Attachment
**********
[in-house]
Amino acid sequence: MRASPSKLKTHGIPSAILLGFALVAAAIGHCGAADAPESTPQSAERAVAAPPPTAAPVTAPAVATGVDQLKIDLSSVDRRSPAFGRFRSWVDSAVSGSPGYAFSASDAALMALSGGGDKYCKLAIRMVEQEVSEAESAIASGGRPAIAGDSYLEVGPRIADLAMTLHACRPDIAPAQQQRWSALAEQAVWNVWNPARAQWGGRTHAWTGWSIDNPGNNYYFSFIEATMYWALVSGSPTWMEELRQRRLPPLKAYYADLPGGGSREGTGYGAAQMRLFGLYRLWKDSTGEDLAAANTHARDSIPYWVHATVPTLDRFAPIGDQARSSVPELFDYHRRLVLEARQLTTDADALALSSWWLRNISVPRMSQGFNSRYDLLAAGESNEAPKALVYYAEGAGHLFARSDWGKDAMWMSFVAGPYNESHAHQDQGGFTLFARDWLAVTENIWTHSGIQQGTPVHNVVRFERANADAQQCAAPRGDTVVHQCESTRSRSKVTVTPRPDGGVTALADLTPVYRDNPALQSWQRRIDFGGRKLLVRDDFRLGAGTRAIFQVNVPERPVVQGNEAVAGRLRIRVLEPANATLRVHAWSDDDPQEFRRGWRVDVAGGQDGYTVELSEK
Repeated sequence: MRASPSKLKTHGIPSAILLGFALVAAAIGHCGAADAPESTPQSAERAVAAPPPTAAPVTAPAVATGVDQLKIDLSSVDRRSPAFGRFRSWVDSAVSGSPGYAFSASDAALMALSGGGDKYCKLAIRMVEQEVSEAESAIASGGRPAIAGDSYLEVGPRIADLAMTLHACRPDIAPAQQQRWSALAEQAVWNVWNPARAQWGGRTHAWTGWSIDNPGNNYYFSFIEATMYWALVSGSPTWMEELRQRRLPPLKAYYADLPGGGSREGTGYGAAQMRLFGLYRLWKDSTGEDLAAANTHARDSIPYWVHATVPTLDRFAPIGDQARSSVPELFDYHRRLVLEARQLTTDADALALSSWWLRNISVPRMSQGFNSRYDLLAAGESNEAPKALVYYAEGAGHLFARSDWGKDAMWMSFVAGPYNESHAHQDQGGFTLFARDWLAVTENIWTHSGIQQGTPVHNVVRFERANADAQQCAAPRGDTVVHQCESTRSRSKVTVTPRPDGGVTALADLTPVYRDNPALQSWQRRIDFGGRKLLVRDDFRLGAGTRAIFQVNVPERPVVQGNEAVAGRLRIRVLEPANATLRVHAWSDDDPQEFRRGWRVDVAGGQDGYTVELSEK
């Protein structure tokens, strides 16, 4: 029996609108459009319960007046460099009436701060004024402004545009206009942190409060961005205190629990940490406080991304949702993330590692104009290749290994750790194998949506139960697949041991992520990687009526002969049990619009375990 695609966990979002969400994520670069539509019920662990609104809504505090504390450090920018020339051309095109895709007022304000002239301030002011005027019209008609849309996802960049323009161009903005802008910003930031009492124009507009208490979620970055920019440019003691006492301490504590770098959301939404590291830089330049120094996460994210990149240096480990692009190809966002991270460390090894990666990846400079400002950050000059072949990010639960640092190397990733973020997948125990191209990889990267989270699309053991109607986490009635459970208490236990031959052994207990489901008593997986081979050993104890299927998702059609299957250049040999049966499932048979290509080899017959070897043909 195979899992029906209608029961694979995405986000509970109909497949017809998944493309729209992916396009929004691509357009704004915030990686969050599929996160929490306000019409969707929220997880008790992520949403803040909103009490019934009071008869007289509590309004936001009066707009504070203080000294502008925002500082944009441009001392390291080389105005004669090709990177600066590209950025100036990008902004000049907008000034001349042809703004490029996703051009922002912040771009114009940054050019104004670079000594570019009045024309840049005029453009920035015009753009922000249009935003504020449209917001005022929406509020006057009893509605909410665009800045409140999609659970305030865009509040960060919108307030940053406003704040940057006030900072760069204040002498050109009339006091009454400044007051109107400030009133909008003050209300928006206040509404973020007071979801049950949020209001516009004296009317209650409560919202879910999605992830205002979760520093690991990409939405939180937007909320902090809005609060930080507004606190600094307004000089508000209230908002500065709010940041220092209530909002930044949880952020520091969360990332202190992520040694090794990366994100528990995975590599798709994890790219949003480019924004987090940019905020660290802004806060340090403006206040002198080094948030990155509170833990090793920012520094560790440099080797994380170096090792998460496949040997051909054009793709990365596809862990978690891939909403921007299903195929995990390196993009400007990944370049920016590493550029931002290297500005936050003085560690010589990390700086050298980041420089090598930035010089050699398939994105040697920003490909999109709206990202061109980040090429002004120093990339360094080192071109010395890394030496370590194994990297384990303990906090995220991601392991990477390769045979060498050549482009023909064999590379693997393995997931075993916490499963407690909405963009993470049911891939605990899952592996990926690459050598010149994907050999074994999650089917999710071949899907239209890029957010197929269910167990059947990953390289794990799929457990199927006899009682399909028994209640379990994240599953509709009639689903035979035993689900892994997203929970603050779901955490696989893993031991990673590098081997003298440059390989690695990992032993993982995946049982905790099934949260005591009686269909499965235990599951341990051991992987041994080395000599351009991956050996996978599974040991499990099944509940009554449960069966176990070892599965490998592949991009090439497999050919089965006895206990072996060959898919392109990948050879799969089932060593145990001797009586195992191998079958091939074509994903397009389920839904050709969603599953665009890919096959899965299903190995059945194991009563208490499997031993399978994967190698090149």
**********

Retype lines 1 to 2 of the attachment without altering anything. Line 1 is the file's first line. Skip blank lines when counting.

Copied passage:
[in-house]
Amino acid sequence: MRASPSKLKTHGIPSAILLGFALVAAAIGHCGAADAPESTPQSAERAVAAPPPTAAPVTAPAVATGVDQLKIDLSSVDRRSPAFGRFRSWVDSAVSGSPGYAFSASDAALMALSGGGDKYCKLAIRMVEQEVSEAESAIASGGRPAIAGDSYLEVGPRIADLAMTLHACRPDIAPAQQQRWSALAEQAVWNVWNPARAQWGGRTHAWTGWSIDNPGNNYYFSFIEATMYWALVSGSPTWMEELRQRRLPPLKAYYADLPGGGSREGTGYGAAQMRLFGLYRLWKDSTGEDLAAANTHARDSIPYWVHATVPTLDRFAPIGDQARSSVPELFDYHRRLVLEARQLTTDADALALSSWWLRNISVPRMSQGFNSRYDLLAAGESNEAPKALVYYAEGAGHLFARSDWGKDAMWMSFVAGPYNESHAHQDQGGFTLFARDWLAVTENIWTHSGIQQGTPVHNVVRFERANADAQQCAAPRGDTVVHQCESTRSRSKVTVTPRPDGGVTALADLTPVYRDNPALQSWQRRIDFGGRKLLVRDDFRLGAGTRAIFQVNVPERPVVQGNEAVAGRLRIRVLEPANATLRVHAWSDDDPQEFRRGWRVDVAGGQDGYTVELSEK